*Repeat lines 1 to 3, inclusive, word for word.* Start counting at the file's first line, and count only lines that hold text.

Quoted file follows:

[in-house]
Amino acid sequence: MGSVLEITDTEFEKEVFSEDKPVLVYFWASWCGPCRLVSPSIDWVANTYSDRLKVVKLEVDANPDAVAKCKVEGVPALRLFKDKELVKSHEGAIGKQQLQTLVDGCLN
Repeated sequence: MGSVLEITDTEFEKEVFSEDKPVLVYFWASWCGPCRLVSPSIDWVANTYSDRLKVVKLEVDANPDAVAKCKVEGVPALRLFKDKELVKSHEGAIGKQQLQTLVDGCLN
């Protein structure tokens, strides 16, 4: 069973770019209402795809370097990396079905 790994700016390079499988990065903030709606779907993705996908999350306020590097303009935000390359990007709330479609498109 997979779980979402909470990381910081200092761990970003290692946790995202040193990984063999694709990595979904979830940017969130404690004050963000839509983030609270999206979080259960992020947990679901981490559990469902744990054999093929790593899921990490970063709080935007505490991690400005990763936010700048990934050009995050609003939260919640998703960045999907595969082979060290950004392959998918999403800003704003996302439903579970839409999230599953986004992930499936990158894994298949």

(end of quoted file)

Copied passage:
[in-house]
Amino acid sequence: MGSVLEITDTEFEKEVFSEDKPVLVYFWASWCGPCRLVSPSIDWVANTYSDRLKVVKLEVDANPDAVAKCKVEGVPALRLFKDKELVKSHEGAIGKQQLQTLVDGCLN
Repeated sequence: MGSVLEITDTEFEKEVFSEDKPVLVYFWASWCGPCRLVSPSIDWVANTYSDRLKVVKLEVDANPDAVAKCKVEGVPALRLFKDKELVKSHEGAIGKQQLQTLVDGCLN